Mets news: Boras says Harvey’s innings limit should be 180


Scott Boras, the agent for Mets pitcher Matt Harvey, says that Harvey’s innings limit for this season should not exceed 180 and that it’s been mandated by doctors. Mets GM Sandy Alderson says that isn’t the case. Harvey has yet to weigh in. Happy Friday!

In an article that was written by Jon Heyman of CBS Sports, Boras is quoted at length on Harvey’s innings limit and Alderson weighs in on the situation.

“This is not a club’s decision. This is a doctor’s decision,” Boras said. “Any club that chooses to defy a surgeon’s wishes is putting the player in peril. …”Expert opinion by medical practitioners is not a soft number. There are no soft numbers. These are medical practitioners providing opinions about when a pitcher is at risk, and when a pitcher isn’t at risk.”

Alderson, who was reportedly agitated that Boras reached out to him recently with a new innings limit, maintains that Harvey has a “soft” innings limit.

“We had a soft target, and we really don’t expect to go much above it,” Alderson said.

Harvey, who threw 178.1 innings in 2013, has thrown 166.1 so far in 2015. He has already had one start skipped in order to conserve his innings and will likely be skipped again within the next two weeks.

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Before the season, Alderson and Boras were on the same page about the innings limit for Harvey and how the situation would be handled.

The Mets have maintained since this past winter that the plan would be for Harvey to pitch in October should the Mets reach the postseason.

Boras concluded that the Mets would be in the wrong should they continue to let Harvey pitch once he hits 180 innings.

“This is not a dispute between representative and player, and club,” Boras said. “This is about a doctor providing expert medical opinion regarding the safety and well being of the player. If the club chooses to violate the ethical standard of the medical opinion, that is strictly their prerogative. I’m not a medical doctor. I don’t make these things up.”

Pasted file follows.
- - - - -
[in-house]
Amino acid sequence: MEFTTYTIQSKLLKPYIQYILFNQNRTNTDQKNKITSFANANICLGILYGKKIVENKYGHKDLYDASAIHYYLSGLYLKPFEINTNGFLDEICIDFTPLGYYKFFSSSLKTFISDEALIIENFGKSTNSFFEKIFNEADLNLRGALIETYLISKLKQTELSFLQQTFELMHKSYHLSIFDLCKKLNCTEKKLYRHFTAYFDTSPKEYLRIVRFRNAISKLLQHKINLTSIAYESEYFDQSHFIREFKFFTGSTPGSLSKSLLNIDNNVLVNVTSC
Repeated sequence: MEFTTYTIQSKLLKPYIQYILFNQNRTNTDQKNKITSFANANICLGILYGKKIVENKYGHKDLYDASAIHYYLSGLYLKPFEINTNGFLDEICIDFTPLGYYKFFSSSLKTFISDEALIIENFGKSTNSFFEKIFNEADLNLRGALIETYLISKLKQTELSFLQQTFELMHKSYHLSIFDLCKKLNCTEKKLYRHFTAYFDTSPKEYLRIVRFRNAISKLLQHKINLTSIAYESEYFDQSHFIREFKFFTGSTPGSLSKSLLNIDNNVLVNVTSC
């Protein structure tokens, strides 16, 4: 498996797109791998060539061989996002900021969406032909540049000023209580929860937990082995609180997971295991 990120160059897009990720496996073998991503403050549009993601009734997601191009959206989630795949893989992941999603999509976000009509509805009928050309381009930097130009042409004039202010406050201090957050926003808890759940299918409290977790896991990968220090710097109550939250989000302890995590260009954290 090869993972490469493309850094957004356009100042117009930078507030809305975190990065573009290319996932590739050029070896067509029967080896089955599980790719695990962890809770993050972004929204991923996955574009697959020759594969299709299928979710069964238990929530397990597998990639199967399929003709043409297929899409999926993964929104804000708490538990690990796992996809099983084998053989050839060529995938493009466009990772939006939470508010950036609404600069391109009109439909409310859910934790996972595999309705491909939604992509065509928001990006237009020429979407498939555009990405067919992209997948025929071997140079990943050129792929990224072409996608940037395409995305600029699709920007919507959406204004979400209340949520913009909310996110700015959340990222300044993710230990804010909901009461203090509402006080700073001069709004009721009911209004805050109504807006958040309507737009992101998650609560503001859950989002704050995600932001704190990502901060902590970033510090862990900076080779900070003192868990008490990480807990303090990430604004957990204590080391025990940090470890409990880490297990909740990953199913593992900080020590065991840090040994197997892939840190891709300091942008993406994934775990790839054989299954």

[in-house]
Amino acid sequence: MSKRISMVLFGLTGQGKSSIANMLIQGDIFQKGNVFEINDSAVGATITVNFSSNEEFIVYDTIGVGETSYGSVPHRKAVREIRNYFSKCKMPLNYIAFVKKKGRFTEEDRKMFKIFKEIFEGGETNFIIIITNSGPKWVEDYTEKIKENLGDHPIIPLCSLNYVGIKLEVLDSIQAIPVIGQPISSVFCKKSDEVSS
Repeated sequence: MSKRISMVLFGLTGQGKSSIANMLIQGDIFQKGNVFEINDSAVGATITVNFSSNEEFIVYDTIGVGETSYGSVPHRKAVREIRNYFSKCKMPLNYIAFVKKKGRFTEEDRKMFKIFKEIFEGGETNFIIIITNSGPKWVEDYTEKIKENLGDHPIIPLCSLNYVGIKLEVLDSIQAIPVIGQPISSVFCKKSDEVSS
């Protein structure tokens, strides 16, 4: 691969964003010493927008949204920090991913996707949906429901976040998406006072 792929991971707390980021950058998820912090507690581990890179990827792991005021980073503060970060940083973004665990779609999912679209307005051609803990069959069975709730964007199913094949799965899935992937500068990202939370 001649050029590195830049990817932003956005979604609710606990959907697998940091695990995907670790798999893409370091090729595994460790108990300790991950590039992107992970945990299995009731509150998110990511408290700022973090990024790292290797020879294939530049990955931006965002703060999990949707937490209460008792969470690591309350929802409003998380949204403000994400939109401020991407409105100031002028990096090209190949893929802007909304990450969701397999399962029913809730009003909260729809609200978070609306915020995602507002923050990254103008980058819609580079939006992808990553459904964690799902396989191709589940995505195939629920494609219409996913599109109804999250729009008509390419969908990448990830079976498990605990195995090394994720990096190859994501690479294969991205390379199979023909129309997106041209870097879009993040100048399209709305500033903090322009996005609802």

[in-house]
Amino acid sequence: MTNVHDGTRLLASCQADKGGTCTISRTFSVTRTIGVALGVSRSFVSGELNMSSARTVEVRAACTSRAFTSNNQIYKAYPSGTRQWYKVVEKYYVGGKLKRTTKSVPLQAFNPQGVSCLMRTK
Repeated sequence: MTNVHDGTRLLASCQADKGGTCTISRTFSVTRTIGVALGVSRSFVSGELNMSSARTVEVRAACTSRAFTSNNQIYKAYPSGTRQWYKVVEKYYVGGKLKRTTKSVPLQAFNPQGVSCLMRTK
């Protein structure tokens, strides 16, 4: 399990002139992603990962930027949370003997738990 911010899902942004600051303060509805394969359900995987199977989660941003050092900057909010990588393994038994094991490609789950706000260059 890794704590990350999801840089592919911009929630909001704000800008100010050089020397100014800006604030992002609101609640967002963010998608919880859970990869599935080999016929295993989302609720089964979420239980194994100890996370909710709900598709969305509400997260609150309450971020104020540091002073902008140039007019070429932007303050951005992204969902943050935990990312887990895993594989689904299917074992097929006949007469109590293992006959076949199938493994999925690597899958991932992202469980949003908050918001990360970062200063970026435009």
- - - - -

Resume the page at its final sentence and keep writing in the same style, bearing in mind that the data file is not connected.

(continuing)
Alderson is not expected to give in to Boras and shut Harvey down, a source close to the GM told John Harper of the Daily News.


There are lots of ways to pick this apart, so here it goes…

The Mets, from the moment Harvey was diagnosed with a torn UCL until now, have handled things in a prudent fashion. They encouraged Harvey to get Tommy John surgery, slowed him down along the road to recovery even though he felt great, refused to let him pitch in 2014 even though he wanted to, and have managed his innings so far this season in an effort to keep him healthy and have him available for the playoffs.

Despite what Scott Boras says and despite what some doctors have allegedly told him, there is no scientific evidence that proves pitching a certain amount of innings leads to injury — whether it’s before or after Tommy John surgery. There is also no scientific evidence that proves pitching a certain amount of innings more than you ever have while returning from surgery will result in injury.

Does it make sense to assume that the more innings someone pitches the higher the likelihood is that they’ll suffer an injury? Yes. But there’s nothing out there that proves that assumption.

As an aside, the fact that Boras claims this has everything to do with Harvey’s well-being and nothing else is laughable. Harvey’s well-being is tied to Boras’ paycheck. This is about money, because with Boras, it always is. Money trumps all.

Could this be Scott Boras making a scene in order to be able to point his finger at the Mets if something goes wrong? Yes. Could this be Scott Boras making a scene in order to make the Mets look bad due to the way the Carlos Gomez situation was handled? Perhaps. Could this be Scott Boras making a scene in order to take pressure off Harvey if he actually wants to get shut down? Maybe.

However, the last possibility above seems flawed.

If Harvey, who allowed just two runs in the entire month of August, is feeling fatigued, wouldn’t it have made sense for him to keep this internal? Now that Boras has gone through his mouthpiece, Heyman, this 180 innings limit thing is something that will be put point-blank to Harvey on Friday night in Miami. And he’ll have to answer whether or not he wants to be shut down.

If Boras truly was playing ‘bad cop’ for Harvey, wouldn’t it make sense for him to say something like ‘Matt is fatigued?’ Instead, Boras cited the opinion of doctors, which is entirely arbitrary given the fact that there’s nothing proven regarding innings limits and their impact on injury prevention.

Matt Harvey has been speaking about pitching in October of 2015 ever since the 2014 season ended. It’s extremely hard to believe he would allow himself to be shut down if the Mets get there. If Harvey is hurt, he should be shut down. If Harvey is fatigued to the point where he’s worried about getting hurt, he should be shut down. But there’s no reason to believe either of those two scenarios is at play at the moment.